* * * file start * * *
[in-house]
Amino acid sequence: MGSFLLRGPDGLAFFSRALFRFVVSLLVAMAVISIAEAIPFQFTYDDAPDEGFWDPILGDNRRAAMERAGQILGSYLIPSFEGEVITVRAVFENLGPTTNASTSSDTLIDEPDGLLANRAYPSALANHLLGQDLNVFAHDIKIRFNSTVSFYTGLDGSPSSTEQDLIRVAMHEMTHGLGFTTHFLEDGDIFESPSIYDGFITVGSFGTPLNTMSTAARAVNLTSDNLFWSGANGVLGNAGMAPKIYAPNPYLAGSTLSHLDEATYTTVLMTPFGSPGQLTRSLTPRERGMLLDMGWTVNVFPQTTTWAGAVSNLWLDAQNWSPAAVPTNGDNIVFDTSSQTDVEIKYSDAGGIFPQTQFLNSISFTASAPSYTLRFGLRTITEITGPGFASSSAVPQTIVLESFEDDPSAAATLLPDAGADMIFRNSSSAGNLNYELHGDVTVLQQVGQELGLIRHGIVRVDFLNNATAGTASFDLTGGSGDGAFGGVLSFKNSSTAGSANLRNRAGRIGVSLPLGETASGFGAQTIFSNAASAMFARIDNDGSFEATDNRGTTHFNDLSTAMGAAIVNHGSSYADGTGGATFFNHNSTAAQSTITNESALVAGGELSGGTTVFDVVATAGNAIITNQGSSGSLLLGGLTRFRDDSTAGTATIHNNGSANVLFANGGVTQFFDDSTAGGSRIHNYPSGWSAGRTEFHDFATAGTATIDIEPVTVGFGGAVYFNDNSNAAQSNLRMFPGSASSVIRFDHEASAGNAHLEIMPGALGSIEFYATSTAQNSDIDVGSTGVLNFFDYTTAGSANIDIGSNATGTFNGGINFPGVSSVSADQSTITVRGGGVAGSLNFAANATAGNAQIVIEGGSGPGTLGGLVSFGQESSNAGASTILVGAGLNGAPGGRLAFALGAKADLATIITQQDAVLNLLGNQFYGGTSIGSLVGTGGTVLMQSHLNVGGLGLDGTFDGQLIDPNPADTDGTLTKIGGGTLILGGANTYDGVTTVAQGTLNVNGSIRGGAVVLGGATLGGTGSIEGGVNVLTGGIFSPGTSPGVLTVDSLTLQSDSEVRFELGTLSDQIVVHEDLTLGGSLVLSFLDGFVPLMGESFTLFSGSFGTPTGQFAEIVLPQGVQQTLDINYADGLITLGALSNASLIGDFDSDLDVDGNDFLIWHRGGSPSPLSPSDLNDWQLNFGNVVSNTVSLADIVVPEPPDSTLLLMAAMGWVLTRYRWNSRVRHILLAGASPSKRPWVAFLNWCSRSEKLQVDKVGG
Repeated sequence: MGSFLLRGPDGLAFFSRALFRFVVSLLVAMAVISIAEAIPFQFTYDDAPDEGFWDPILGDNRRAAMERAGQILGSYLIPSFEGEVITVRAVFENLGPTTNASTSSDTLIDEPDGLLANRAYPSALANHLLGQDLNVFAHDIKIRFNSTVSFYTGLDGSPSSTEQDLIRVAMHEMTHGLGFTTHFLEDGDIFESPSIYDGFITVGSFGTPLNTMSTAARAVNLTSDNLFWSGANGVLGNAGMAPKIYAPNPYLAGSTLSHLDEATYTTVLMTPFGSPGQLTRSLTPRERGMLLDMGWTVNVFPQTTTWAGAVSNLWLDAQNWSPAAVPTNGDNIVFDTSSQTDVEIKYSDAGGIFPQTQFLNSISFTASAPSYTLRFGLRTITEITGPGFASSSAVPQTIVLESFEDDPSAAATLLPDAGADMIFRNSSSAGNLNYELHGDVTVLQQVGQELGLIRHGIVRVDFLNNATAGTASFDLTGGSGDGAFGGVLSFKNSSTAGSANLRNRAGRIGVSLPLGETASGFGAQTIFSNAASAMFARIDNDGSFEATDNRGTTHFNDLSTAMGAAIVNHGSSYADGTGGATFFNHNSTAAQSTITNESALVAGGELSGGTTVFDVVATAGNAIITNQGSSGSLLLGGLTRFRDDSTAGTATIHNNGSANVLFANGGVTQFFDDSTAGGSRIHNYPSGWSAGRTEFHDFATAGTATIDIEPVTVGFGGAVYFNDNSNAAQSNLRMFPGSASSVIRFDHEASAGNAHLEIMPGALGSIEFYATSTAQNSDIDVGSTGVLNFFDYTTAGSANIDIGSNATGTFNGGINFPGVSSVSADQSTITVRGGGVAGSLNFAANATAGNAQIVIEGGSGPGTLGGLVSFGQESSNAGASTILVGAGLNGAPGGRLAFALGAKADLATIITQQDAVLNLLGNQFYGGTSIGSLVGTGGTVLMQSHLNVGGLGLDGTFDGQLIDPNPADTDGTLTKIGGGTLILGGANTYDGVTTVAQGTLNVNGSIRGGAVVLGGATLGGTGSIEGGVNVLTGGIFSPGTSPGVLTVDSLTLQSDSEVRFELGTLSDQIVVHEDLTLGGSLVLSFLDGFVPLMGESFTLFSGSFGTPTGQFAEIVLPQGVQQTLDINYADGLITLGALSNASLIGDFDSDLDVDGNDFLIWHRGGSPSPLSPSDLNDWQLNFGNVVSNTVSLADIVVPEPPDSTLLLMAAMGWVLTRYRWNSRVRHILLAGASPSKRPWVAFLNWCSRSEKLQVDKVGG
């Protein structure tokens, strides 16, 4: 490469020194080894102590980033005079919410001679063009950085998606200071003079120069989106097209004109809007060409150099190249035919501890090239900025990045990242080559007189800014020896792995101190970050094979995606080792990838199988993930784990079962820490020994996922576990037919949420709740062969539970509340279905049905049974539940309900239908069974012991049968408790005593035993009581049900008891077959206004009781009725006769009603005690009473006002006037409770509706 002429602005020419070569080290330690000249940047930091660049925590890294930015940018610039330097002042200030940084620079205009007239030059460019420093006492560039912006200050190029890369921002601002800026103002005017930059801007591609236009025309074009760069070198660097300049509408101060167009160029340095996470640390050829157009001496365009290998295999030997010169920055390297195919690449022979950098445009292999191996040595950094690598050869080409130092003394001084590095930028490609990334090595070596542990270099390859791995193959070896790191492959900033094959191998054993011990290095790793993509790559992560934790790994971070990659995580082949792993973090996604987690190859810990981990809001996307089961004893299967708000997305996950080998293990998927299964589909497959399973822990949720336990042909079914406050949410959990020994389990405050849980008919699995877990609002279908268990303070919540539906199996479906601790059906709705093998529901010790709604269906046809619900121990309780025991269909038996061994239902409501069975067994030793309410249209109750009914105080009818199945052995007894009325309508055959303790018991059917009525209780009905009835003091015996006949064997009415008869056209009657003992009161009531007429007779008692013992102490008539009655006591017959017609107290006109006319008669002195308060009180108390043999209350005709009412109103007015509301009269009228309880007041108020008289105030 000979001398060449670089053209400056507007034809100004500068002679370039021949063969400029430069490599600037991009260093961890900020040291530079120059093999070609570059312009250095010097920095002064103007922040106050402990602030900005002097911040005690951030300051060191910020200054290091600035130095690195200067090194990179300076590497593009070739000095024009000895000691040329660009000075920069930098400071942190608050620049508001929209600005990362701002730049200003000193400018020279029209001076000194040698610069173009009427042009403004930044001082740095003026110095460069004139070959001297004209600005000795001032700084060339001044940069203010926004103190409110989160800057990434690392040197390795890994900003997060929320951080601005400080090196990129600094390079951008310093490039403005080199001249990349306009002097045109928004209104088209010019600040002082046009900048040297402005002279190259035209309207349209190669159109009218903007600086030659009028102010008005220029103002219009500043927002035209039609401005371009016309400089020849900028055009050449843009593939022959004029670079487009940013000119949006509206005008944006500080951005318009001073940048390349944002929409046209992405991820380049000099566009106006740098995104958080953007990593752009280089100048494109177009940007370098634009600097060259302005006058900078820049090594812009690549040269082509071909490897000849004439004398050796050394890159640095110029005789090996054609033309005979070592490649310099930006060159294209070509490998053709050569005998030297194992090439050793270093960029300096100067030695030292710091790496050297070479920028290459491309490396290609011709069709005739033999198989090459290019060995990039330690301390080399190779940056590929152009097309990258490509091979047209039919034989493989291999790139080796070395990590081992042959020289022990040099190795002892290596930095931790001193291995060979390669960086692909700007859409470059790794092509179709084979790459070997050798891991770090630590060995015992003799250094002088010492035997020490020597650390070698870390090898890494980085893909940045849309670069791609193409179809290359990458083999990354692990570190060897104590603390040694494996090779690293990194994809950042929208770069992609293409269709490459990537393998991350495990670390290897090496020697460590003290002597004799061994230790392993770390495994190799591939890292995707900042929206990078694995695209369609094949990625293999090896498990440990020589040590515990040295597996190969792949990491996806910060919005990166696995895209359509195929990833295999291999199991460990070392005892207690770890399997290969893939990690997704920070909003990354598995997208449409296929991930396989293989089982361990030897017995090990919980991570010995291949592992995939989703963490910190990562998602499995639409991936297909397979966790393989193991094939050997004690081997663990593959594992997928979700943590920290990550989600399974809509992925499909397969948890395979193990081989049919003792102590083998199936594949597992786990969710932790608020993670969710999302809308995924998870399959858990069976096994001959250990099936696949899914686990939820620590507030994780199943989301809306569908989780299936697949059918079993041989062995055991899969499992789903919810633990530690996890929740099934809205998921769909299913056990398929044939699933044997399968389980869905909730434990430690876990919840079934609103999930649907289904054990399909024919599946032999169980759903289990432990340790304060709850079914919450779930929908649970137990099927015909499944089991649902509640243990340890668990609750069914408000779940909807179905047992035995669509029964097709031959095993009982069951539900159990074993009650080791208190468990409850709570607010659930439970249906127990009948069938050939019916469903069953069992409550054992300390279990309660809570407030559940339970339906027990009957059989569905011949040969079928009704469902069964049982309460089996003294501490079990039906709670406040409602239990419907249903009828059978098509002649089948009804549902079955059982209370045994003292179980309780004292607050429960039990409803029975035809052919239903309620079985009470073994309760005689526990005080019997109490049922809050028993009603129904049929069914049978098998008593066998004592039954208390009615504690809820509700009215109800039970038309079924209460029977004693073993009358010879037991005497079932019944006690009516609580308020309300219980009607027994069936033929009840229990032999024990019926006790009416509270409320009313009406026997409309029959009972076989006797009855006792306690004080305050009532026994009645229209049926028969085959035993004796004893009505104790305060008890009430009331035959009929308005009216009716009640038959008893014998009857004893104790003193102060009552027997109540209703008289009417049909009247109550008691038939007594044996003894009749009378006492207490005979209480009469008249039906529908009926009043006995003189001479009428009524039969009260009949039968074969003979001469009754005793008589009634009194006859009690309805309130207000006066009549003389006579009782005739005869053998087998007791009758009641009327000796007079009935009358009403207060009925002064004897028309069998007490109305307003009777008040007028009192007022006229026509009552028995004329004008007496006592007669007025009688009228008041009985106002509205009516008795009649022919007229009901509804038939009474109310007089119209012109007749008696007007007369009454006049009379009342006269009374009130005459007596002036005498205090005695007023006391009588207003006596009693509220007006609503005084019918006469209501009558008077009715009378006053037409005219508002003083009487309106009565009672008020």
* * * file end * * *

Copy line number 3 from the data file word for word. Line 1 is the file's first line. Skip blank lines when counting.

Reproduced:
Repeated sequence: MGSFLLRGPDGLAFFSRALFRFVVSLLVAMAVISIAEAIPFQFTYDDAPDEGFWDPILGDNRRAAMERAGQILGSYLIPSFEGEVITVRAVFENLGPTTNASTSSDTLIDEPDGLLANRAYPSALANHLLGQDLNVFAHDIKIRFNSTVSFYTGLDGSPSSTEQDLIRVAMHEMTHGLGFTTHFLEDGDIFESPSIYDGFITVGSFGTPLNTMSTAARAVNLTSDNLFWSGANGVLGNAGMAPKIYAPNPYLAGSTLSHLDEATYTTVLMTPFGSPGQLTRSLTPRERGMLLDMGWTVNVFPQTTTWAGAVSNLWLDAQNWSPAAVPTNGDNIVFDTSSQTDVEIKYSDAGGIFPQTQFLNSISFTASAPSYTLRFGLRTITEITGPGFASSSAVPQTIVLESFEDDPSAAATLLPDAGADMIFRNSSSAGNLNYELHGDVTVLQQVGQELGLIRHGIVRVDFLNNATAGTASFDLTGGSGDGAFGGVLSFKNSSTAGSANLRNRAGRIGVSLPLGETASGFGAQTIFSNAASAMFARIDNDGSFEATDNRGTTHFNDLSTAMGAAIVNHGSSYADGTGGATFFNHNSTAAQSTITNESALVAGGELSGGTTVFDVVATAGNAIITNQGSSGSLLLGGLTRFRDDSTAGTATIHNNGSANVLFANGGVTQFFDDSTAGGSRIHNYPSGWSAGRTEFHDFATAGTATIDIEPVTVGFGGAVYFNDNSNAAQSNLRMFPGSASSVIRFDHEASAGNAHLEIMPGALGSIEFYATSTAQNSDIDVGSTGVLNFFDYTTAGSANIDIGSNATGTFNGGINFPGVSSVSADQSTITVRGGGVAGSLNFAANATAGNAQIVIEGGSGPGTLGGLVSFGQESSNAGASTILVGAGLNGAPGGRLAFALGAKADLATIITQQDAVLNLLGNQFYGGTSIGSLVGTGGTVLMQSHLNVGGLGLDGTFDGQLIDPNPADTDGTLTKIGGGTLILGGANTYDGVTTVAQGTLNVNGSIRGGAVVLGGATLGGTGSIEGGVNVLTGGIFSPGTSPGVLTVDSLTLQSDSEVRFELGTLSDQIVVHEDLTLGGSLVLSFLDGFVPLMGESFTLFSGSFGTPTGQFAEIVLPQGVQQTLDINYADGLITLGALSNASLIGDFDSDLDVDGNDFLIWHRGGSPSPLSPSDLNDWQLNFGNVVSNTVSLADIVVPEPPDSTLLLMAAMGWVLTRYRWNSRVRHILLAGASPSKRPWVAFLNWCSRSEKLQVDKVGG